With the fiscal cliff averted, the next big political battle in?Washington, D.C. is upon us: The debt ceiling.
Both sides on Monday were intent on drawing their lines in the sand.
President Barack Obama demanded not asked, demanded that Congress raise the nation's $16.4 trillion federal debt limit quickly to avoid potential delays in Social Security benefits and veterans' checks. The president also warned Republicans that they will not "collect a ransom for not crashing the economy."
"We are not a deadbeat nation," Obama said, according to an Associated Press story.
Republicans have signaled a willingness to raise the debt limit, but GOP leaders also want the package to include spending cuts, an idea that Obama has flatly refused to include. House Speaker John Boehner said "The House will do its job and pass responsible legislation that controls spending, meets our nation's obligations and keeps the government running, and we will insist that the Democratic majority in Washington do the same."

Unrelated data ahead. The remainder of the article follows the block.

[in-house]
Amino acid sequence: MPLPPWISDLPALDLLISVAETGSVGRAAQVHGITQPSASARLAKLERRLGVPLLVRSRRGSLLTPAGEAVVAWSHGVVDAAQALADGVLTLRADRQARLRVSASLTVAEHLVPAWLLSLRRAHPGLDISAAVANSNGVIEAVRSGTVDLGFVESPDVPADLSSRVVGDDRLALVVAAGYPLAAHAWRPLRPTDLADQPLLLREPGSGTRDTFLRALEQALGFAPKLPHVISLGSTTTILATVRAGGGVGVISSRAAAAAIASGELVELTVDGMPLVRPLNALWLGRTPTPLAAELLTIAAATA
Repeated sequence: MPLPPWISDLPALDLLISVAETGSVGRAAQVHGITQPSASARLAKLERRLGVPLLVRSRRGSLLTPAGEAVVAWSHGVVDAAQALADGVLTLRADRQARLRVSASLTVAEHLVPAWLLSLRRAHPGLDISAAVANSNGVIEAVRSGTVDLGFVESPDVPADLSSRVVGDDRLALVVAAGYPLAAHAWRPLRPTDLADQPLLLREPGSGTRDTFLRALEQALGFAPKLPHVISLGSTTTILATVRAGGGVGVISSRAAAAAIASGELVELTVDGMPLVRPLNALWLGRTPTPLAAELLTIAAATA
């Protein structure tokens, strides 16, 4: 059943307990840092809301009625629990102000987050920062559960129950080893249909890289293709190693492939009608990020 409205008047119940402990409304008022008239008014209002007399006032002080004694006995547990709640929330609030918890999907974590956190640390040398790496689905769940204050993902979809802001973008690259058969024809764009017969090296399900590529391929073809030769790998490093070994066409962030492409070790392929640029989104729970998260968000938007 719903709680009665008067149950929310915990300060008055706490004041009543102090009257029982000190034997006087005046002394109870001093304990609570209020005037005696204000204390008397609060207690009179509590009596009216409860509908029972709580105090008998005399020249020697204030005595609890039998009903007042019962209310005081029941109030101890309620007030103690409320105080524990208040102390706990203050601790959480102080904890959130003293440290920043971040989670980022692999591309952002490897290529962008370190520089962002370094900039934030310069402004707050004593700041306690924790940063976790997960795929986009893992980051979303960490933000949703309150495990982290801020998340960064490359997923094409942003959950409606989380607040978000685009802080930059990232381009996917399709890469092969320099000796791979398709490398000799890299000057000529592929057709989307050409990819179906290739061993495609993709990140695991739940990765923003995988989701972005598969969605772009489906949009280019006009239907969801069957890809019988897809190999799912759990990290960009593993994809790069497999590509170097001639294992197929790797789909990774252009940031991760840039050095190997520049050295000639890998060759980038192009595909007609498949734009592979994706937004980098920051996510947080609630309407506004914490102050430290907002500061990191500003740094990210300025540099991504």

All of which means the debt ceiling issue surely won't be resolved soon as the March 27 deadline looms in the future. We expect more debate and discussion before a compromise is found, but simply raising the debt ceiling without cutting some spending doesn't address the problem. Republicans should not give in to the president's demands.